With Kenny Chesney's "She Thinks My Tractor's Sexy" still ringing in their ears, tens of thousands of fans at Nashville's LP Field bid a weary farewell Sunday night (June 14) to the 2009 CMA Music Festival.
Photo Credit: Ed Rode
Chesney, who didn't take the stage until midnight, topped a bill that also featured Taylor Swift, Sugarland, John Rich, Miranda Lambert, Montgomery Gentry, Heidi Newfield and Jack Ingram.
Unlike most closing nights, there was little crowd erosion as the evening ticked on. Everybody wanted to stay and see Chesney. And he made the wait worthwhile, starting with the inciting "Beer in Mexico" and steaming ahead to such party fare as "Summertime," "Out Last Night," "Young" and "Living in Fast Forward."
He dedicated the nostalgic "I Go Back" to his first producer, Barry Beckett, who died last week, calling him "a very important guy in music [who's] moved to the other side."
Risking being mauled by frantically outstretched hands, Chesney sat on the lip of the stage to croon the grateful "Don't Happen Twice." Then he leaped up, ran to center stage and started his "Tractor."
Sugarland matched Chesney for crowd appeal. Each of the duo's songs drew massive shouts of approval -- and a great deal of singing along. Lead singer Jennifer Nettles' dramatic other-woman monolog, "Stay," proved to be a particular favorite. The audience broke into spontaneous applause at the point where the other woman finally turns the tables on her hit-and-run lover. Sugarland worked up to that high point via "Love," "Settlin'," "All I Want to Do" and "Joey." They signed off with "It Happens." Nettles was spellbinding.
Listening to Swift's teen epiphanies on record, it's hard to imagine her competing as a stadium act. But with this show, she blew away any doubts. Tall, trim, leggy and crowned with that glorious blonde mane, she skipped and strutted around the stage like the world was her personal playground (as it's turning out to be). She even dared some modest bumps and grinds.
Most of the audience was up on its feet and urging her on by the time she was midway through her opener, "Picture to Burn." Between numbers -- "Our Song," "You Belong With Me," "Fifteen" -- she shared her observations about life and love. If it sounded a bit scripted, at least it was well-scripted. She then seated herself at a piano to perform the semi-operatic "You're Not Sorry." There, she swiveled, slumped, raised her eyes to the heavens and tossed her hair wildly in an apparent effort to ramp up the drama. Swift clearly knows how to work her audience. It will be interesting to see how she shifts -- as she inevitably must -- when her core fans evolve from adolescent angst to more adult woes.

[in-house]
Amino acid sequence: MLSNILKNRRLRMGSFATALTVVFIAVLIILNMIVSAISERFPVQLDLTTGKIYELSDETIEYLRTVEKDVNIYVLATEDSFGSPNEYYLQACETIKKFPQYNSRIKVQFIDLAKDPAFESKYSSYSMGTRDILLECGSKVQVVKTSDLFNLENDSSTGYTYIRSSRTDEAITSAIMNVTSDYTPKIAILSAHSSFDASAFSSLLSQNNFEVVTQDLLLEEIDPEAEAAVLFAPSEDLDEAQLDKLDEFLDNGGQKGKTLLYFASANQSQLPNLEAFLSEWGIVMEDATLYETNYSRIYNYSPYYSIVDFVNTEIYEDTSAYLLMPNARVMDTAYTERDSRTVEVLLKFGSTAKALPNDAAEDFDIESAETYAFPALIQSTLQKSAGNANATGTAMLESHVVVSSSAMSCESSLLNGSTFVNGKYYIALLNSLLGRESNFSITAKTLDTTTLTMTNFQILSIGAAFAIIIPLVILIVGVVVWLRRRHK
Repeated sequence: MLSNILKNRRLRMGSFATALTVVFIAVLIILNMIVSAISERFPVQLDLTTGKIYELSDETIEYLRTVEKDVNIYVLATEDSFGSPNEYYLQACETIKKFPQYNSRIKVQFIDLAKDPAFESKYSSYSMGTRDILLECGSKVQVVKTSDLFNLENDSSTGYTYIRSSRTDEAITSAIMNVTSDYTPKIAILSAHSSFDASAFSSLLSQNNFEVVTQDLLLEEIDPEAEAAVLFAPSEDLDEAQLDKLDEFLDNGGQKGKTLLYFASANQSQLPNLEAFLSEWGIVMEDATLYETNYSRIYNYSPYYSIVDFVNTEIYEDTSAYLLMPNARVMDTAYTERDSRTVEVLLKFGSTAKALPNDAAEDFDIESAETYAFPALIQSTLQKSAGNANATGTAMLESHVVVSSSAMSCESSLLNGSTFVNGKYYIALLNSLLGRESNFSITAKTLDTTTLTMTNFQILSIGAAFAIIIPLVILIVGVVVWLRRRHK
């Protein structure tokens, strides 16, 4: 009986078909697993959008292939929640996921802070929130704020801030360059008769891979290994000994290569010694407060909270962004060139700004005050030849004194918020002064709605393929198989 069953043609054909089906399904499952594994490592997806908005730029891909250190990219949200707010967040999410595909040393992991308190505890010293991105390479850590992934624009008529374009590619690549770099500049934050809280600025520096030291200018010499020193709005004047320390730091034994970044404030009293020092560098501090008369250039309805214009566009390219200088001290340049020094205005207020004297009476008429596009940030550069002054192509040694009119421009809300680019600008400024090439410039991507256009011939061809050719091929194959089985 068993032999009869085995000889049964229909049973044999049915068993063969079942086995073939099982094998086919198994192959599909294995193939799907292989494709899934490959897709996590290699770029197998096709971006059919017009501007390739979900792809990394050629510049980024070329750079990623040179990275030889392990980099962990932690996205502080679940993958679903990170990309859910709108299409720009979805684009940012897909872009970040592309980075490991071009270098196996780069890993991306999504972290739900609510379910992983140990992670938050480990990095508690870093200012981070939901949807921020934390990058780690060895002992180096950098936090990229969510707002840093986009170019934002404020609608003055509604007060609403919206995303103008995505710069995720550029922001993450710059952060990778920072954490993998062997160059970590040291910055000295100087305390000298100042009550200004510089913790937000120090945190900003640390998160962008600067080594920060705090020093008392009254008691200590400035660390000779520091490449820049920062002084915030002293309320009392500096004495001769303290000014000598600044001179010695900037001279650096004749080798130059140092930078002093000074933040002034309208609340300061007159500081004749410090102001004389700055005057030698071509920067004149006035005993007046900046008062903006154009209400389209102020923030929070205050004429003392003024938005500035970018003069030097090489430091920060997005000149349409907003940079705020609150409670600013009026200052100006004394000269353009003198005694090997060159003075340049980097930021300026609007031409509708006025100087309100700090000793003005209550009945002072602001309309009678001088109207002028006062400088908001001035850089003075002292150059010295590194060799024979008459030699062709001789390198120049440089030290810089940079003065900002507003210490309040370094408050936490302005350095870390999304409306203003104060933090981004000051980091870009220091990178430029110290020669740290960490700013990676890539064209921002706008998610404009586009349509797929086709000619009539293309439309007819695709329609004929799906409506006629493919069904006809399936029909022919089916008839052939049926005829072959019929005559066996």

Rich turned his set into a MuzikMafia outing, albeit without his duet partner, Big Kenny. Making his entrance with the Big & Rich favorite, "Loud," he wore an ankle-length fur coat over a T-shirt and jeans. (Are we to deduce he has money?) Next, he brought out Mafia buddy Cowboy Troy and accompanied him on the rapping "I Play Chicken With the Train." He proceeded to speak about the nation's current hard times by way of setting up his current single, "Shuttin' Detroit Down."
Then Rich beckoned to the stage a line of veterans he said represented America's armed conflicts from World War II onward. They stood there uneasily while the crowd chanted "U.S.A., U.S.A." and Rich sang "The Good Lord and the Man," a song he wrote to salute his grandfather's war services. Rich wrapped up his segment with "Save a Horse, Ride a Cowboy." Joining him in that effort were Cowboy Troy and fellow Mafioso, Two Foot Fred. Rich did not allude to Big Kenny or why he was absent from the shindig.
Lambert was toughness personified as she blazed and pranced through "Kerosene," "Gunpowder & Lead," "Dead Flowers," "Famous in a Small Town" and "Guilty in Here." Like Swift, who would soon follow her, Lambert tossed her head as if trying to rid it of hair.
The crowd roared as soon as Montgomery Gentry's name was mentioned -- and it continued to roar through the brief but solid set of "What Do Ya Think About That," "Roll With Me," "One in Every Crowd" and "Gone." No act gives more affection to its audience than these two Kentuckians. Despite the pugnaciousness of his lyrics, Eddie Montgomery always looks more boyishly mischievous than menacing. And Troy Gentry exudes a sort of dangerous charm, especially with his new and more youthful looking hairdo. MG deserved more time than they got.
Newfield was apparently a last-minute addition to the show. But even singing from the side of the main stage as sets were being changed, she still had the aura of a headliner. Her first of three songs was a hit from her Trick Pony days, "Pour Me," which she introduced with a bluesy harmonica riff. From there she proceeded to "Cry, Cry (Til the Sun Shines)" and finished with the worshipful "Johnny and June."
Ingram was the evening's opening act. He tried hard -- a bit too hard, perhaps -- to get the crowd going by exhorting it to stand. "It ain't a festival unless you're standing up and singing along," he scolded. Ingram had some success in animating the onlookers by breaking out such festive goodies as "Barbie Doll," "Barefoot and Crazy" and his euphemistic ace-in-the-hole, "Love You."
It's just as well, though, that Ingram didn't get them too foamed up. They had a long evening ahead.
View photos from Sunday night's concert.